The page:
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MicrobeExplorer163 karma

Sorry! I'm reposting this at the beginning of the conversation!

It is not airborne, like measles, which can float in the air up to 100 feet. This coronavirus is transmitted by airborne droplets, so it doesn't float, and drops off as the droplets fall, in about 6 feet. It can also be transmitted on surfaces, which are called fomites. Wipe of your cell phone, or "phonite!"

Infection rate is a really good question but hard to answer, because all the data confounds both exposure rate and susceptibility. It would probably depend on dose and a person's innate immunity - we would probably need to do an experiment in a controlled environment to know for sure.

MicrobeExplorer154 karma

The key metric is the number of new cases each day. When that number starts to grow MORE SLOWLY then we know we are approaching the peak of the epidemic wave. From the peak, number of new cases per day will start to drop increasingly and isolation measures can be relaxed when we approach the end of the wave with very few new cases per day. This is where China is at now.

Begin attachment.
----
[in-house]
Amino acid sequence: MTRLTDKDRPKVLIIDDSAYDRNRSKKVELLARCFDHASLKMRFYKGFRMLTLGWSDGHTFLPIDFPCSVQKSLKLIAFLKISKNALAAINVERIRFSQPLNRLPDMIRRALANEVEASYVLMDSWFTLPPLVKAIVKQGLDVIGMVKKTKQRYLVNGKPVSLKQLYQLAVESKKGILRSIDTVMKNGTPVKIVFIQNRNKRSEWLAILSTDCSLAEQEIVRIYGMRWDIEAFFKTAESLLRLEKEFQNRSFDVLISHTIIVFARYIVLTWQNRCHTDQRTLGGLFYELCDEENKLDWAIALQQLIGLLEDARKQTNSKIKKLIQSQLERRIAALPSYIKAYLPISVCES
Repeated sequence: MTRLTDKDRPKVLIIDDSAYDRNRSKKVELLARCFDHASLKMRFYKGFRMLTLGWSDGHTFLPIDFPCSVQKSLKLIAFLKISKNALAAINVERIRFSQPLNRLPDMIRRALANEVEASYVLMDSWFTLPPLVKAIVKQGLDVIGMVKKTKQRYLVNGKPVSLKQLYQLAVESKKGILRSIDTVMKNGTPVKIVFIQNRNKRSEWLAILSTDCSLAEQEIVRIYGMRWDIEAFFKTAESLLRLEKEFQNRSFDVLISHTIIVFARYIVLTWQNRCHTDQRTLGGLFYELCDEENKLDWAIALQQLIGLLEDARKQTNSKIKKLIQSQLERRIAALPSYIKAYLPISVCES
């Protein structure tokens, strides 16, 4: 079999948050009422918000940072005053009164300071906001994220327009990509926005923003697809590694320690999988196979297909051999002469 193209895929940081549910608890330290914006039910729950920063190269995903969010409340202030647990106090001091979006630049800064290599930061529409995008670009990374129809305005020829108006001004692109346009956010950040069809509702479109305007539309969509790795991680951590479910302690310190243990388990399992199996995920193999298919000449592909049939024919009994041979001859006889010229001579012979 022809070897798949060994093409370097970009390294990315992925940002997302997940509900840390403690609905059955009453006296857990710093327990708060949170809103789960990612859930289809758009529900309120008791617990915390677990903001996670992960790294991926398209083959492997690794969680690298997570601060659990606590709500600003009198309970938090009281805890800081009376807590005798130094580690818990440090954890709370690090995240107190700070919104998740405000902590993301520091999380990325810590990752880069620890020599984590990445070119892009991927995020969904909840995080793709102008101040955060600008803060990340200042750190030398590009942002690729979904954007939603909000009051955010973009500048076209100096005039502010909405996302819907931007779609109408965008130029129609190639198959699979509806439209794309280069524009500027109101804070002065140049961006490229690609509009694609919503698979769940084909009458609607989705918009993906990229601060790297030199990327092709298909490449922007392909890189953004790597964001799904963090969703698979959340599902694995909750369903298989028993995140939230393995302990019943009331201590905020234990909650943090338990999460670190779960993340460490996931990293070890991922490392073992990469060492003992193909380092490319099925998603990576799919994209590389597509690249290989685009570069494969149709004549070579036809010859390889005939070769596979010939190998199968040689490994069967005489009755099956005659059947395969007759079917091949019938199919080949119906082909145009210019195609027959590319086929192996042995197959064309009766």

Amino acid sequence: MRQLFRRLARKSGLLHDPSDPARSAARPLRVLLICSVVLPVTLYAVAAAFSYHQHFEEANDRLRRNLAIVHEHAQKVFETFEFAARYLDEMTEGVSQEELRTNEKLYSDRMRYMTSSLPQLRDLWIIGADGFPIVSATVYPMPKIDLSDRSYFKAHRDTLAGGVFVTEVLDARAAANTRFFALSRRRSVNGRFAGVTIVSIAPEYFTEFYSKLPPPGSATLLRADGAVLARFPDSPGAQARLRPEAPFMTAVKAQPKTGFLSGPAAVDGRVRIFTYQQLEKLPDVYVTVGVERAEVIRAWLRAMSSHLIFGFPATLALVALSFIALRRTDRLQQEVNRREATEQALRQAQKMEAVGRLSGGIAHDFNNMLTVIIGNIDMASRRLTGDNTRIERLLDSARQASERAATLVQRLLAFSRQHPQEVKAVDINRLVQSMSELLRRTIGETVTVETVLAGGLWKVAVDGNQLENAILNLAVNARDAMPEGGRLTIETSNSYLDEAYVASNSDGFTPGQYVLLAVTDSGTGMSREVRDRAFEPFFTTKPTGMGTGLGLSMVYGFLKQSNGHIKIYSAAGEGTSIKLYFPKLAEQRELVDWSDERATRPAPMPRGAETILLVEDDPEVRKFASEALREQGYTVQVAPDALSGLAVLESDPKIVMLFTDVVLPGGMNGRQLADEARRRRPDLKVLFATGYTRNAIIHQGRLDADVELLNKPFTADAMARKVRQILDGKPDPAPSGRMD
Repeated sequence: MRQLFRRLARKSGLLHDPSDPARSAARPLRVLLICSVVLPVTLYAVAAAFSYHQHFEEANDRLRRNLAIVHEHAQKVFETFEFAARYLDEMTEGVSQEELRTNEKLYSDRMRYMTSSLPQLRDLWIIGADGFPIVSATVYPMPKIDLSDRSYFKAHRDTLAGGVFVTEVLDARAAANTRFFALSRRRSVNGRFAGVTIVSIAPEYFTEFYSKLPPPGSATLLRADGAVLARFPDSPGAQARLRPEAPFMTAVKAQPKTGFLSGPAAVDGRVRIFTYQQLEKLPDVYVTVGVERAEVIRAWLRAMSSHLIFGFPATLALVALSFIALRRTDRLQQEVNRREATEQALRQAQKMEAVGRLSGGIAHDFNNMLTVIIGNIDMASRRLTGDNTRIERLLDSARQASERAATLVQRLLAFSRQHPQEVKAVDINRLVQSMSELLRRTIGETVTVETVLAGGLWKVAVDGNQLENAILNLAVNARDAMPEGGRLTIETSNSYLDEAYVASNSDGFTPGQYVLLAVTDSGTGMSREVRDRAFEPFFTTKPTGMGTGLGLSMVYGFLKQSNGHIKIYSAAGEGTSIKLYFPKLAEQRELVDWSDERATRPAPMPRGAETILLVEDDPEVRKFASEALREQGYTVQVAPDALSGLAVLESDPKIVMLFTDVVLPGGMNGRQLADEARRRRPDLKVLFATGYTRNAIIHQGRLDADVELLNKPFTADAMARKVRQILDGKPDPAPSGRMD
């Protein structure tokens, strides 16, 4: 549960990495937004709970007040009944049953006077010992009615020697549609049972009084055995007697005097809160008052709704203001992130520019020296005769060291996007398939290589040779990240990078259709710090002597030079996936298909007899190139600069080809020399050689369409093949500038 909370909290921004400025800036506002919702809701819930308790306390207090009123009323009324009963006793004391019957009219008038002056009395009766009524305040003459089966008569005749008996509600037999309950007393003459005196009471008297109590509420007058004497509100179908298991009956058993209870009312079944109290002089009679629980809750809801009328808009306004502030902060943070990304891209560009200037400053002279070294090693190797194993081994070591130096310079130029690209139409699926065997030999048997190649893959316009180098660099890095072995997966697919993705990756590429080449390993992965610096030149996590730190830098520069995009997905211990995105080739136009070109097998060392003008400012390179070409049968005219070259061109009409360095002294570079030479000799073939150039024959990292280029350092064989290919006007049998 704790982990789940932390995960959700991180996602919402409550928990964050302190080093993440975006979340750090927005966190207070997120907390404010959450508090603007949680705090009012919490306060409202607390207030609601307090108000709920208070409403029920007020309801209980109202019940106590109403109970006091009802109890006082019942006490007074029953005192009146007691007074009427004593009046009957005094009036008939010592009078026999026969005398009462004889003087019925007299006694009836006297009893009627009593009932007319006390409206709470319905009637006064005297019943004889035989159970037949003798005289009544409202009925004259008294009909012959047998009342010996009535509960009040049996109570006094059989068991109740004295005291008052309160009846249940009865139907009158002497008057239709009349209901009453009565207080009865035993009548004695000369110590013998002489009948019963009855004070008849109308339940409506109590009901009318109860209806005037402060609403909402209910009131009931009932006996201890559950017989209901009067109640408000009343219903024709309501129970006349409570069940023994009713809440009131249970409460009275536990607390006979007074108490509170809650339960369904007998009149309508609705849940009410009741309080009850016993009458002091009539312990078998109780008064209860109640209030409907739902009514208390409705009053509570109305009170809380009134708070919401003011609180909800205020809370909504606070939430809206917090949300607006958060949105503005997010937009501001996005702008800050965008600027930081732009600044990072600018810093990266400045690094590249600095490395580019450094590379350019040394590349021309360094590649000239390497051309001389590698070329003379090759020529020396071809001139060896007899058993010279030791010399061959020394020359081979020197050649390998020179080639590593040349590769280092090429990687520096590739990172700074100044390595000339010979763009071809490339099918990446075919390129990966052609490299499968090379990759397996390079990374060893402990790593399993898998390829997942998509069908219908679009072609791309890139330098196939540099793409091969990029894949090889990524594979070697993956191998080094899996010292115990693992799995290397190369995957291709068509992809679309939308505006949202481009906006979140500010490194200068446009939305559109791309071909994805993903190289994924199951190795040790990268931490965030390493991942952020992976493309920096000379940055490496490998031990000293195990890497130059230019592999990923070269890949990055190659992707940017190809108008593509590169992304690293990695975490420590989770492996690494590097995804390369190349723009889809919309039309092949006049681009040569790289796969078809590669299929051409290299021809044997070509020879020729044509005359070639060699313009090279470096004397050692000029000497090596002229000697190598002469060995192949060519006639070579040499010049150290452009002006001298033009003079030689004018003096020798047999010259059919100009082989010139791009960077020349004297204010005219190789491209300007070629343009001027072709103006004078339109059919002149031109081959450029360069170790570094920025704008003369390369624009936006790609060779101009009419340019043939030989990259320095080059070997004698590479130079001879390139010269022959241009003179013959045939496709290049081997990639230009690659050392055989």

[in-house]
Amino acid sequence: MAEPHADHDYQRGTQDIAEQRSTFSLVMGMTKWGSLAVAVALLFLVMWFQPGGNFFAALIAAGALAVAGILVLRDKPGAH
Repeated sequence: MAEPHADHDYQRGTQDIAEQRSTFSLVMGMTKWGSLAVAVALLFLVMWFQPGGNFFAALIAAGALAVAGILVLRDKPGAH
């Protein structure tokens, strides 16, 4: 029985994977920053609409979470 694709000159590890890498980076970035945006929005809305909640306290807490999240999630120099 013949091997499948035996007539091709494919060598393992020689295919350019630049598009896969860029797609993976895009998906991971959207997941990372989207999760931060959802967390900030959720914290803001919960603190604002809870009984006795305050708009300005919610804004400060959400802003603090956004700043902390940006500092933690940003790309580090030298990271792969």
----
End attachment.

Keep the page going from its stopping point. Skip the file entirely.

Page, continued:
MicrobeExplorer140 karma

The virus is definitely mutating, at a rate of about 1-3 mutations in the genome per month, which is its normal rate in any population (human or otherwise). If it was adapting to humans we would see an accelerated rate of evolution, and would have to follow up any of those mutations with lab work to see if it really has an effect. Check out this site for a summary: https://nextstrain.org/narratives/ncov/sit-rep/2020-03-13

MicrobeExplorer120 karma

No one really knows, but a vaccine program is most successful if it leverages some natural immunity we develop. With viruses, in some cases we develop strong immunity that is long lasting (like with measles) but with other viruses immunity wanes (like influenza). Here's hoping!

MicrobeExplorer101 karma

There are lots of causative agents of viral pneumonia and the disease syndrome can also vary, especially with co-infections that could occur.

Here's one source of evidence, and that is that the genetic information from all the COVID-19 viruses sequenced so far (713 worldwide https://nextstrain.org/ncov?p=grid) point to a single origin in late November or early December 2019 (https://nextstrain.org/narratives/ncov/sit-rep/2020-03-13).